Phone Scams Turn Terrifying: Police

State police urged Pennsylvanians to be suspicious of calls demanding money, saying any call asking for money to be wired is a "dead giveaway" the call is a scam.

By Jack Tobias

Phone scams that demand money and threaten violence to family members have struck the region.

A 65-year-old Northampton County man wired $550 Tuesday morning after being told his son would be shot if he didn't, Patch reported. The caller, saying a gun was being pointed at the son's head, said the son had been involved in a hit-and-run crash with the caller's family. It turned out to be a phony threat.

And in Lehigh County Wednesday morning, a caller asked a resident for $2,000, saying a family member of the resident was in danger. The story was a lie and the resident did not send money, according to state police at Fogelsville.

In southcentral Pennsylvania, meanwhile, at least six similar scams have been reported, a state police spokesman said.
Radnor police said a local merchant received a threatening phone call from a man who told her that her brother had been in a car accident. The man on the phone then demanded $2,000 from the victim to pay for damages sustained in the alleged crash.

The man also threatened that he was going to shoot the victim's brother in the head if the money was not wired immediately, according to Radnor Police.

The victim's brother confirmed he was not involved in any car crash. Further investigation of the cell phone number used to place the call determined it to be associated with an ongoing phone scam in the Philadelphia region. 

Read about a West Chester woman who received a similar call threatening her father's life.

State police at Fogelsville, in reporting the Lower Macungie, Lehigh County, scam, wrote that they "want to make all citizens of the Commonwealth aware of similar phone scams."

In addition to demands for money and threats against family members, the scams reveal that the scammers have done their homework on the targeted families, often using information readily available on Facebook and other social media sites, according to state police spokesman Trooper Adam Reed.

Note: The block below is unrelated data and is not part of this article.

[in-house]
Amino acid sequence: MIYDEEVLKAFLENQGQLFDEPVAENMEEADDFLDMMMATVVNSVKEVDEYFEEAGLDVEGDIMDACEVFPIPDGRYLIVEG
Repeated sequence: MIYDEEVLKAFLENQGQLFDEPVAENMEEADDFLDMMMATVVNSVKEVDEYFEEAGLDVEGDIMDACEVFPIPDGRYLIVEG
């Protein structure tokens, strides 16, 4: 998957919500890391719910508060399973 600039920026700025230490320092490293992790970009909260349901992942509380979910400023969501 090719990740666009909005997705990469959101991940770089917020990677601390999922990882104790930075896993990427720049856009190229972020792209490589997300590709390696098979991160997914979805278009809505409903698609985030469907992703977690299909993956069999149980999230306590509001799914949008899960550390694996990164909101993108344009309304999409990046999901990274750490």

"You don't think it will be used for evil purposes," Reed said of the scammers' use of social media.

Another similarity, he said, appears to be that some of the phone calls have been traced to Puerto Rico, Reed said.

The Wilson (Northampton County) resident, for instance, wired $550 via MoneyGram to Puerto Rico, according to the Patch story. Some of the southcentral Pennsylvania cases have a Puerto Rico connection, Reed said.

The scammers use technology to mask calls—like those from Puerto Rico—so that the numbers popping up on caller IDs appear to have been placed in Pennsylvania, Reed said. For instance, the call to the Lower Macungie resident had a 717 area code—the area code for southcentral Pennsylvania.

Still another similarity, he said, is the amount of money being demanded—$2,000. That was the amount demanded of the Lower Macungie resident, although in the Wilson case the amount demanded was $1,500.

Reed urged Pennsylvanians to be suspicious of calls demanding money. He said any call asking for money to be wired is a "dead giveaway" that the call is a scam.

He pointed to a resident of Perry County, northwest of Harrisburg, who got a call saying the resident's brother was taken hostage. The resident was able to call the brother and another family member and learned the hostage situation was a lie. The resident did not wire the money demanded.

Reed said the state police's Pennsylvania Crime Intelligence Center, sort of the law enforcement agency's think tank, is being sent reports of the phone scams so it can track trends to help break up the operations behind them.


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